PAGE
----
Tesla (TSLA) had a huge day yesterday closing 7.82% higher and closing back above the 21-day moving average.
The Barchart Technical Opinion rating is a Hold. Short term, the outlook is falling.
Rather than just buying the stock, investors can use the options market to find smart ways to trade Tesla stock with an attractive risk to reward ratio.
Implied volatility is hovering around 64%. The twelve-month low for implied volatility is 48.64% and the twelve-month high is 95.99%. The IV Percentile is 44%.
Let’s take a look at a few different option ideas on TSLA stock given the above parameters.
Bull Call Spread
The first strategy is a bull call spread. A bull call spread is created through buying a call and then selling a further out-of-the-money call.
Selling the further out-of-the-money call reduces the cost of the trade but also limits the upside.
A bull call spread is a risk defined trade, so you always know the worst-case scenario. Bull call spreads are positive delta (bullish) and positive vega (benefit from a rise in implied volatility).
Going out to May expiration, a 200-strike call option was trading around $19.00 yesterday, and the 210 call was around $14.55.
Buying the 200 call and selling the 210 call would create a bull call spread. The trade cost would be $445 (difference in the option prices multiplied by 100), and the maximum potential profit would be $555 (difference in strike prices, multiplied by 100 less the premium paid).
A bull call spread is a risk defined strategy, so if TSLA stock closes below 200 on May 19, the most the trade could lose is the roughly $445 premium paid.
Potential gains are also capped above 210, so no matter how high TSLA stock might go, the most the trade could profit is $555.
In terms of trade management, if the spread dropped from $445 to $220, or if the stock dropped below 175, I would consider closing early for a loss.
Let’s take a look at another potential option strategy.
Bull Put Spread
A bull put spread is a defined risk option strategy that profits if the stock closes above the short strike at expiry.
To execute a bull put spread an investor would sell an out-of-the-money put and then buy a further out-of-the-money put.
Typically, it’s better to use a bull put spread when the IV percentile is higher, but let’s look at an example.
Assuming a trader believes TSLA will stay above 175 between now and April 21, they could sell a 175-170 bull put spread.
Selling this spread results in a credit of around $1.15 or $115 per contract. That is also the maximum possible gain on the trade. The maximum potential loss can be calculated by taking the spread width, less the premium received and multiplying by 100. That give us:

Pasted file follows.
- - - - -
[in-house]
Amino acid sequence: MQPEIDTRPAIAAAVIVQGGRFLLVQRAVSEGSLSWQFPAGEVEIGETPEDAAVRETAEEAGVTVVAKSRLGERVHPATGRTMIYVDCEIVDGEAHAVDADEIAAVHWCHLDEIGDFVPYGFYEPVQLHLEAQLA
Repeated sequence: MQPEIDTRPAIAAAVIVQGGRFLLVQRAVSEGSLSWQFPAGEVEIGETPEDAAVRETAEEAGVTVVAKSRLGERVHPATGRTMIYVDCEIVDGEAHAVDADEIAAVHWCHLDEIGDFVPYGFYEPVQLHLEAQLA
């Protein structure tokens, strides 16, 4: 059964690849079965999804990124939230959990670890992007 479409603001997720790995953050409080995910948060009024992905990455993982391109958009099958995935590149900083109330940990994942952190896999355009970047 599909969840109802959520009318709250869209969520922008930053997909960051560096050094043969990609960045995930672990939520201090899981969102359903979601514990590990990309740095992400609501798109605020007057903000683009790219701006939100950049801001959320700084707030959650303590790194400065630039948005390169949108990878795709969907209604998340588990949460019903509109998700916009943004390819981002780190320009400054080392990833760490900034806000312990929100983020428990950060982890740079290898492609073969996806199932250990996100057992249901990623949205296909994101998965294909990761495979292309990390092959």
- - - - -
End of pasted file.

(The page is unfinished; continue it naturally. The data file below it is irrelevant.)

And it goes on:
5 – 1.15 x 100 = $385.
If we take the maximum gain divided by the maximum loss, we see the trade has a return potential of 29.87%.
The spread will achieve the maximum profit if TSLA closes above 175 on April 21st in which case the entire spread would expire worthless allowing the premium seller to keep the $115 option premium.
The maximum loss will occur if TSLA closes below 170 on April 21st, which would see the premium seller lose $385 on the trade.
The breakeven point for the Bull Put Spread is 173.85 which is calculated as 175 less the $1.15 option premium per contract.
Let’s look at one final trade which is a long call.
Long Call Option
One of the benefits of call options is that they provide leverage (this can be both a good and a bad thing).
Assuming an investor wanted to buy 100 shares of TSLA stock, they would have to invest around $19,700 at the current price.
Instead, the investor could gain a similar exposure using a fraction of the capital by buying a call option.
One call option gives the investor exposure to 100 shares.
If an investor were to buy 1 TSLA 180 call option expiring on May 19th, they would only need to invest around $3,020 rather than $19,700.
The breakeven price for this call option is equal to the strike price plus the premium paid, which would make the breakeven price 210.20.
The most the trade can lose is the premium paid of $3,020, which would occur if TSLA finished below 180 on May 19th.
However, if TSLA stock shoots higher, the upside is unlimited.
Using options in this way can be a great way to gain exposure to a stock without risking as much capital as would be required to buy the stock outright.
There you have three different bullish trade ideas for TSLA stock, but you can use these strategies on any stock with a bullish rating.
Please remember that options are risky, and investors can lose 100% of their investment.
This article is for education purposes only and not a trade recommendation. Remember to always do your own due diligence and consult your financial advisor before making any investment decisions.
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On the date of publication, Gavin McMaster did not have (either directly or indirectly) positions in any of the securities mentioned in this article. All information and data in this article is solely for informational purposes. For more information please view the Barchart Disclosure Policy here.